Unfortunately the same thing is true here in the US. The CDC completely flubbed its early response to Corona. I’ve read a few of the emails released from the CDC, and I don’t see a lot of malice in these documents; I simply see a slow-moving organization that can’t get its act together and doesn’t realize how fast it needs to act. Some of this is probably because most of the health problems in the US, prior to Corona, were slow-moving problems. Our biggest issues these days are things like obesity and heart disease, conditions that will only kill you after multiple decades. The only major new communicable disease we’ve had is AIDS, which also takes years to kill you and hasn’t been a huge deal since the 90s. (You also generally have to be involved in some specific activities to catch AIDs. You can catch corona, by contrast, just by breathing.) So the CDC has not had to actually deal with a new, fast-spread epidemic disease in a very long time (if ever) and weren’t ready to act quickly. For example, they tried to deploy a digital questionnaire to airports for screening international arrivals, but the questionnaires had major problems, like an inability to save the information entered. Unfortunately, “predicting pandemics” and “coding questionnaires” are two different skillsets.

I think these people working for the CDC were probably watching ordinary TV news, which hasn’t done a great job of getting on the ground information about what’s going on with corna in different countries–CDC employees aren’t magic, after all. They have to get information from somewhere, and most of them are probably ordinary people who watch ordinary sources. If you watch MSNBC and MSNBC is not airing frontline reports from inside Chinese or Italian hospitals, then you have to go on YouTube to see videos of people dying in the hallways of Italian hospitals (maybe that’s not even on YouTube anymore. Maybe you have to go to LiveLeak). If you’re not the kind of person to seek out this information in the first place, or maybe you’re not in a group of people online who are talking about it, then you might not hear about it. It’s possible that maybe these CDC guys really just did not realize how serious this is and how fast they needed to act. They’re watching the media for information, and meanwhile the media is taking its cues from the CDC, and the whole thing becomes a circle with insufficient “official” sources of information.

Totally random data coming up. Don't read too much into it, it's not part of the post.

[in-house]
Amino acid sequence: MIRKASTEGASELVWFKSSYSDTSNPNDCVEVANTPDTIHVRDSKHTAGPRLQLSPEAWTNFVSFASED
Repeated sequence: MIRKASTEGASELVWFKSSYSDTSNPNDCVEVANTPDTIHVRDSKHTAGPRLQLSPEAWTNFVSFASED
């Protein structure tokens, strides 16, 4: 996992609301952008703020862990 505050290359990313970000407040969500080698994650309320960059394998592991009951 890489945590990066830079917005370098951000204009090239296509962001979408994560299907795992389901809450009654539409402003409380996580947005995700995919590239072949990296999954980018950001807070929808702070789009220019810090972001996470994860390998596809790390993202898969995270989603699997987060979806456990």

As I’ve joked, early on you could have gotten better information from some random guy on Twitter named something like AnimeNaziTits999 than from the official government websites, but the CDC obviously can’t go getting its information from random anons. I can, because I’m just a random person with a blog, but the CDC has to get its information from official sources, or at least sources that don’t have really embarrassing names. The way some information sources are designated “official” is interesting, too. Sometimes that works–sometimes you really need to go to the official experts. For example, if you want to know about quantum thermodynamics, it’s really best to find an actual professor or read a real textbook on the subject, rather than listen to random lay people. People who haven’t put a lot of effort into learning quantum thermodynamics tend not to know anything about it (I don’t know anything about it, either), but there’s a ton of feel-good woo bullshit on anything related to “quantum.”